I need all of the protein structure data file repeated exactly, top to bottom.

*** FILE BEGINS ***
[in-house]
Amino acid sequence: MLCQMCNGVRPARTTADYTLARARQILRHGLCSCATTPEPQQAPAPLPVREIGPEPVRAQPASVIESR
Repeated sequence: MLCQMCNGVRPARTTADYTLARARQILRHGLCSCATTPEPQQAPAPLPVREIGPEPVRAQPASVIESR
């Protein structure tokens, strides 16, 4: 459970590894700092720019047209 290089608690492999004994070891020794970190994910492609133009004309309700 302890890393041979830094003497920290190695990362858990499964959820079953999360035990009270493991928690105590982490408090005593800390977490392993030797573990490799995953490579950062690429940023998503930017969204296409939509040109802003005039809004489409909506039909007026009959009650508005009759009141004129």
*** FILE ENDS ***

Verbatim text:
[in-house]
Amino acid sequence: MLCQMCNGVRPARTTADYTLARARQILRHGLCSCATTPEPQQAPAPLPVREIGPEPVRAQPASVIESR
Repeated sequence: MLCQMCNGVRPARTTADYTLARARQILRHGLCSCATTPEPQQAPAPLPVREIGPEPVRAQPASVIESR
């Protein structure tokens, strides 16, 4: 459970590894700092720019047209 290089608690492999004994070891020794970190994910492609133009004309309700 302890890393041979830094003497920290190695990362858990499964959820079953999360035990009270493991928690105590982490408090005593800390977490392993030797573990490799995953490579950062690429940023998503930017969204296409939509040109802003005039809004489409909506039909007026009959009650508005009759009141004129």